November 2014 Elections

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Voting is our civic duty and a clear way to show our electoral power. If we vote, our elected leaders cannot ignore our concerns on major federal policies from jobs, the economy, and housing, to education, healthcare, and immigration reform.

Congress and the President must begin to respond to the issues we care about such as immigration reform. Fixing today’s broken immigration system is key to strengthening our economy and keeping families together. This year, Korean Americans must come together and vote on Election Day. Your vote is for our families, our communities and for America’s future.

KRC, KRCC and our national organization NAKASEC are committed to strengthening the electoral power of the growing Asian American and Pacific Islander community.

Ballot Measures

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Proposition 47: Safe Neighborhood and Schools

Prop 47 will reclassify non-violent crimes from felonies to misdemeanors, unless the defendant has prior convictions for violent or serious crimes. This change will prevent the state from spending funds on imprisoning non-violent offenders. Instead, millions of dollars saved will be used towards proven crime prevention services, including dropout prevention, mental health and substance abuse treatment and victim services.

KRC's recommendation: Yes

Prop 45 will protect Californians from skyrocketing insurance premiums by requiring health insurance companies to get approval by the California Insurance Commissioner before raising their rates. Health insurance rates have risen at five times the rate of inflation in California. Prop 45 will ensure that 6 million consumers will not see our health care costs rise unless the increases are justified.

KRC's recommendation: Yes

City Measure for Anaheim in Orange County

Measure L will require our city councilmembers to live in the districts they serve. It will help them better respond to the problems and challenges in our neighborhoods faster and more efficiently, like making our neighborhoods safer or fixing potholes. Measure L is a common sense reform for our City.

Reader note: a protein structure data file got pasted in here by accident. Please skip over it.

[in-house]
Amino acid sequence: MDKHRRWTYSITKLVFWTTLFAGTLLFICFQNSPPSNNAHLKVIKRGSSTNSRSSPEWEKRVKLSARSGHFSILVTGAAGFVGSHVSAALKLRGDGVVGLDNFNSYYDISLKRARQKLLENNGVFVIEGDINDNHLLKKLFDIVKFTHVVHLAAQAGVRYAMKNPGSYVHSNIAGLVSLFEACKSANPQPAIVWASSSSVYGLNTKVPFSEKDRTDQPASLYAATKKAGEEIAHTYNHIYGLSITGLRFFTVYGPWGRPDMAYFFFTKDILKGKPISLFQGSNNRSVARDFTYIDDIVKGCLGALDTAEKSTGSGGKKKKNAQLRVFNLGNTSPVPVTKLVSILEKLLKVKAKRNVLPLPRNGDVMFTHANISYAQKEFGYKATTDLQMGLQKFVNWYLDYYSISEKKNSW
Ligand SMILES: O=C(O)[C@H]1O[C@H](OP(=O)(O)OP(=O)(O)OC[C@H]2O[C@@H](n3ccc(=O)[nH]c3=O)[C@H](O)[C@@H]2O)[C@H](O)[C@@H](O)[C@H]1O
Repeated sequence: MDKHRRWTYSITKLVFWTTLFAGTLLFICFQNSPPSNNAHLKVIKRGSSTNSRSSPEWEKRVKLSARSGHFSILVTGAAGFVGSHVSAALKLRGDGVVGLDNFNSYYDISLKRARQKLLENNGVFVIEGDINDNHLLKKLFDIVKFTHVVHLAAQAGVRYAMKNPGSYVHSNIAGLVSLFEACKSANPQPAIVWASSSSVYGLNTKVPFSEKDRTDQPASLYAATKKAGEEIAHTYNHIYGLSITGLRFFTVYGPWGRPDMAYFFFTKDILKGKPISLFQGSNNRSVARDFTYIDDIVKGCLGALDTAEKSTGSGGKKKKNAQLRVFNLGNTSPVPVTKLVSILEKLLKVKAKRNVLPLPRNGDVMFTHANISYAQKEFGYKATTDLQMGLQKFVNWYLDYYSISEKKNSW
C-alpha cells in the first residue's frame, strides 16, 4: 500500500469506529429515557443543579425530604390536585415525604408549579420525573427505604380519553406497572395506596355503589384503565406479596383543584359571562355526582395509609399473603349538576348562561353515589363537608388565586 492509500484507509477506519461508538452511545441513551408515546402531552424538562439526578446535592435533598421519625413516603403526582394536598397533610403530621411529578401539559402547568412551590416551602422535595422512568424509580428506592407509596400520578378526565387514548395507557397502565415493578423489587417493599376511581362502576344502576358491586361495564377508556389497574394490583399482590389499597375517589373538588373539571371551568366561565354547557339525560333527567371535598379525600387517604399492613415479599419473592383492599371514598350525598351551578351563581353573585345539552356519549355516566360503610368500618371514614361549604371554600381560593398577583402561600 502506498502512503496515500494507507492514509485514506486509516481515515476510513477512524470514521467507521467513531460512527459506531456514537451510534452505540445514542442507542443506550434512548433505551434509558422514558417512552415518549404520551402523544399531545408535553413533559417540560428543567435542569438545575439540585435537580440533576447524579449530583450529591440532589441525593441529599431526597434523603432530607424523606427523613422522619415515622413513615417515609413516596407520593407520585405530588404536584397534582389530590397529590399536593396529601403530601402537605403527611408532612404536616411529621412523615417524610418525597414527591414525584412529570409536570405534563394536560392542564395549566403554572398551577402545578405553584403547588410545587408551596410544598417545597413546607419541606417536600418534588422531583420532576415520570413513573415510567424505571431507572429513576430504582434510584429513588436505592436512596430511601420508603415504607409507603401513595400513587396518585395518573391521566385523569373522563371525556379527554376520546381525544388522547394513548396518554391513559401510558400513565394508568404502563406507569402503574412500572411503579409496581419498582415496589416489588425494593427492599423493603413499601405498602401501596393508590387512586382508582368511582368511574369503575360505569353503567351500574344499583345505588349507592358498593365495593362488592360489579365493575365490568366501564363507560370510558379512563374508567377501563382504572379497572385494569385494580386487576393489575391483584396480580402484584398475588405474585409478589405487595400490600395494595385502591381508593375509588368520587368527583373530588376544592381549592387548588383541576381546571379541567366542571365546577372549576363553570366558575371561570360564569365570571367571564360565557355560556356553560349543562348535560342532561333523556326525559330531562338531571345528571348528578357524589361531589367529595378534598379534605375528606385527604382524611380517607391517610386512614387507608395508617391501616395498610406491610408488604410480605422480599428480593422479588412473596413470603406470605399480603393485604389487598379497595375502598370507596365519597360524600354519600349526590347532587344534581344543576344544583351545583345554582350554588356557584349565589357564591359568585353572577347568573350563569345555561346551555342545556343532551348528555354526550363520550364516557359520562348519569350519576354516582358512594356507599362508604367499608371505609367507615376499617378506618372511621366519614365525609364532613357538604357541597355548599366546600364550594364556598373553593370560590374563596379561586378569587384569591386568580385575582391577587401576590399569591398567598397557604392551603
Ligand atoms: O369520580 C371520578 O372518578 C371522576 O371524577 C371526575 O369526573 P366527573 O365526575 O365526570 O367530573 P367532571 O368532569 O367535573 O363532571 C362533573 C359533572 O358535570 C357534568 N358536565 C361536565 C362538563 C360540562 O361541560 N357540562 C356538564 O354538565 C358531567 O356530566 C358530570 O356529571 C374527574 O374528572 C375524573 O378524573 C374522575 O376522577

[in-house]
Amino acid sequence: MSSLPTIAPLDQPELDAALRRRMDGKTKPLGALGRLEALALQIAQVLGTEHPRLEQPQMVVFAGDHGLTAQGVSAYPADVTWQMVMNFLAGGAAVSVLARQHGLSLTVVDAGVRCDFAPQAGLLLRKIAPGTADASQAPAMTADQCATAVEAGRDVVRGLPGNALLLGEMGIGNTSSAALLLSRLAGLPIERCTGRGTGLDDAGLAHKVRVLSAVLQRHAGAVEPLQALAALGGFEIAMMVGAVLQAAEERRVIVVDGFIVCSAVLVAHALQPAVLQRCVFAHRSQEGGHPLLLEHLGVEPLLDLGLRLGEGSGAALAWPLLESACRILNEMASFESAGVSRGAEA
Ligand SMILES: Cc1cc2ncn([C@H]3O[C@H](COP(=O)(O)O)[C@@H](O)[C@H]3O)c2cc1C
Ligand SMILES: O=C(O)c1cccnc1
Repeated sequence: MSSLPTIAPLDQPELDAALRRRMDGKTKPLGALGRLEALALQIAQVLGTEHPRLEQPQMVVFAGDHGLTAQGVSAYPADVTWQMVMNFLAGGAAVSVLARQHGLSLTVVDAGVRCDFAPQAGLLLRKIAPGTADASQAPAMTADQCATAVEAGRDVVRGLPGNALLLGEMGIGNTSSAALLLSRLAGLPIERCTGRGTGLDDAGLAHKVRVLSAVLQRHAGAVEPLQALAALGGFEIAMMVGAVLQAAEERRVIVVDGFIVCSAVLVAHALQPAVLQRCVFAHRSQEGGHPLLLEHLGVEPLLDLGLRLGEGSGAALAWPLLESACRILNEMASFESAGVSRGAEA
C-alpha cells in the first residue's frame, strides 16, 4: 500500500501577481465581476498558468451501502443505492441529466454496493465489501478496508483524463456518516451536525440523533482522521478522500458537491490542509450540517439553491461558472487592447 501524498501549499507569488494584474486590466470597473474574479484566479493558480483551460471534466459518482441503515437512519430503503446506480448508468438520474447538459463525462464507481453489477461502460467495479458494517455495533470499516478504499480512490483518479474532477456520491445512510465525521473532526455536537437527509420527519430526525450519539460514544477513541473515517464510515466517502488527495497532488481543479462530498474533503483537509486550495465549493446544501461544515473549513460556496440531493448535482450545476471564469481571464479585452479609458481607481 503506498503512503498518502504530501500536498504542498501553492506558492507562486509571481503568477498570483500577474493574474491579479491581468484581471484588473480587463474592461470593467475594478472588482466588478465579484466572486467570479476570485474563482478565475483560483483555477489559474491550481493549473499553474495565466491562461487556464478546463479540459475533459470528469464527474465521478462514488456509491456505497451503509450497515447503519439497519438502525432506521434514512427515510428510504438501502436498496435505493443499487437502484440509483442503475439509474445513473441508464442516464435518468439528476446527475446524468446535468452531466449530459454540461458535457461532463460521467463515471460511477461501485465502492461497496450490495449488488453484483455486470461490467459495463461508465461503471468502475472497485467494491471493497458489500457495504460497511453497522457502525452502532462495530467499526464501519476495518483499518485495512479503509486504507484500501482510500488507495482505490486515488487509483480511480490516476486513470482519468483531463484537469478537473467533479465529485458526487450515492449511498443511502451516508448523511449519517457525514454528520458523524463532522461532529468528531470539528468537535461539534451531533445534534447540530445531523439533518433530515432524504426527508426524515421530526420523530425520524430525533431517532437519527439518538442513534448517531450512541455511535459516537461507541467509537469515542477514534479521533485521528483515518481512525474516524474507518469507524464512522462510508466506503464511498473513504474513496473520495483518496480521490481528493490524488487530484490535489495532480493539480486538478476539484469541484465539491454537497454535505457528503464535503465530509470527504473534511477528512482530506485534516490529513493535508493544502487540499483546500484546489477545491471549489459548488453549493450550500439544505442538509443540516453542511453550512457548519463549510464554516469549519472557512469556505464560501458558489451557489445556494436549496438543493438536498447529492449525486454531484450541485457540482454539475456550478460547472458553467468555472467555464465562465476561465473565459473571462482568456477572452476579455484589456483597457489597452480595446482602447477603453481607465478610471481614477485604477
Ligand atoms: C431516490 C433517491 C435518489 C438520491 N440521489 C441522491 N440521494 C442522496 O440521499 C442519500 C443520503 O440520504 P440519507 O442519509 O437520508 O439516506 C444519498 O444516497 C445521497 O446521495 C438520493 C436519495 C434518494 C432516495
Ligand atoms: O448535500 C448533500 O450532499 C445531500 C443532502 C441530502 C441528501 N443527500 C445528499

KRC's recommendation: Yes

KRC has no recommendations on the below ballot measures:

Prop 1 will allow the state to borrow $7.5 billion to further build out the state’s water storage and delivery system. Unfortunately, approximately 33% of the bond can be spent to build and maintain dams, an inefficient and wasteful use of precious resources.

The state currently has a budget surplus. Prop 2 would require California to pay down current debt using this surplus. If any funds remain after paying down the debt, additional revenue is specifically earmarked for infrastructure, local school districts and community colleges.

Prop 46 will quadruple the current cap on medical malpractice awards from $250,000 to $1 million. This drastic increase will lead to more medical lawsuits filed against health care providers and drive up costs for patients.

Prop 48 would ratify two gaming compacts between California and the North Fork Rancheria of Mono Indians and the Wiyot Tribe.

Why do we vote?

Manok Cha, a 76-year-old Korean American grandmother, is a new voter. For the past 18 years, she has been waiting to reunite with her children who are still in South Korea.

Family visa backlogs affect more than 2 million AAPIs. Many people have been suffering like Manok Cha. "Before I die, I need to reunite with my children. I am fighting to end family separation." Manok participates in elections at every cycle and calls on all voters to go out to the polls on Election Day.

Simon Jun, a 19-year-old Korean American college student, was born in South Korea but moved to the U.S. at the age of 6 because of the economic hardships his family was experiencing. Growing up undocumented like millions across the country, he was told to never tell anyone about his status. But when President Obama announced the Deferred Action for Childhood Arrivals (DACA) program in 2012, it opened up a world of opportunity that would have otherwise been closed to Simon. With DACA, he can now drive, pay for college, and give back to his country.

But that is not enough. His parents and undocumented parents all across the country still live as second-class citizens who face discrimination and experience many struggles. Moreover, they can be separated from their children at any moment. "I still live in fear that any day now, I will be separated from my parents," said Simon. "This is why we need President Obama, Congress and all elected officials to listen to our communities. Hardworking families like mine deserve a chance to pursue the American dream. As responsible citizens, I ask you to pledge to vote for our families and community on November 4."

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